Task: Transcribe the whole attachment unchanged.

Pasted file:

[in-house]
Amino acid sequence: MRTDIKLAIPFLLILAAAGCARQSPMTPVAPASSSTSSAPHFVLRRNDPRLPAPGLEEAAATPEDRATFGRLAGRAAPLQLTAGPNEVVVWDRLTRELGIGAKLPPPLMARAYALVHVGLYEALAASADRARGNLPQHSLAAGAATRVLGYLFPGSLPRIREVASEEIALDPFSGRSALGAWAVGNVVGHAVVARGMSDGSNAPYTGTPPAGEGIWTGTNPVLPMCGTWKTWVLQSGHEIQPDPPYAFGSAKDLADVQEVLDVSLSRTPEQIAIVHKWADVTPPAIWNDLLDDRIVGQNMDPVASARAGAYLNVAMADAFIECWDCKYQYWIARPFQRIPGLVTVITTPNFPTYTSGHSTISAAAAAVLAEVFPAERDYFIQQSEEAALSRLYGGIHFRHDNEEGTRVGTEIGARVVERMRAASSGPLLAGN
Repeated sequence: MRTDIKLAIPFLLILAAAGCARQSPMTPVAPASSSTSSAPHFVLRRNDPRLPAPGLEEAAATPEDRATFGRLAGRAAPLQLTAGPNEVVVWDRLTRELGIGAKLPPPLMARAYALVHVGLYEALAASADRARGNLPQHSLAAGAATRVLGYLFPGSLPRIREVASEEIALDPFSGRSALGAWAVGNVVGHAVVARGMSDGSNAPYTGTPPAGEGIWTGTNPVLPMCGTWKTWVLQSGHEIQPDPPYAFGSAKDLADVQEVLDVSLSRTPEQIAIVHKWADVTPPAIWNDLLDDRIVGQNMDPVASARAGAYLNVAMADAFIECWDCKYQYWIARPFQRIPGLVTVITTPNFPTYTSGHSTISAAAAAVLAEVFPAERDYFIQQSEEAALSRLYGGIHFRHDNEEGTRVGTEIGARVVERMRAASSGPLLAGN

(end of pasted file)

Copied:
[in-house]
Amino acid sequence: MRTDIKLAIPFLLILAAAGCARQSPMTPVAPASSSTSSAPHFVLRRNDPRLPAPGLEEAAATPEDRATFGRLAGRAAPLQLTAGPNEVVVWDRLTRELGIGAKLPPPLMARAYALVHVGLYEALAASADRARGNLPQHSLAAGAATRVLGYLFPGSLPRIREVASEEIALDPFSGRSALGAWAVGNVVGHAVVARGMSDGSNAPYTGTPPAGEGIWTGTNPVLPMCGTWKTWVLQSGHEIQPDPPYAFGSAKDLADVQEVLDVSLSRTPEQIAIVHKWADVTPPAIWNDLLDDRIVGQNMDPVASARAGAYLNVAMADAFIECWDCKYQYWIARPFQRIPGLVTVITTPNFPTYTSGHSTISAAAAAVLAEVFPAERDYFIQQSEEAALSRLYGGIHFRHDNEEGTRVGTEIGARVVERMRAASSGPLLAGN
Repeated sequence: MRTDIKLAIPFLLILAAAGCARQSPMTPVAPASSSTSSAPHFVLRRNDPRLPAPGLEEAAATPEDRATFGRLAGRAAPLQLTAGPNEVVVWDRLTRELGIGAKLPPPLMARAYALVHVGLYEALAASADRARGNLPQHSLAAGAATRVLGYLFPGSLPRIREVASEEIALDPFSGRSALGAWAVGNVVGHAVVARGMSDGSNAPYTGTPPAGEGIWTGTNPVLPMCGTWKTWVLQSGHEIQPDPPYAFGSAKDLADVQEVLDVSLSRTPEQIAIVHKWADVTPPAIWNDLLDDRIVGQNMDPVASARAGAYLNVAMADAFIECWDCKYQYWIARPFQRIPGLVTVITTPNFPTYTSGHSTISAAAAAVLAEVFPAERDYFIQQSEEAALSRLYGGIHFRHDNEEGTRVGTEIGARVVERMRAASSGPLLAGN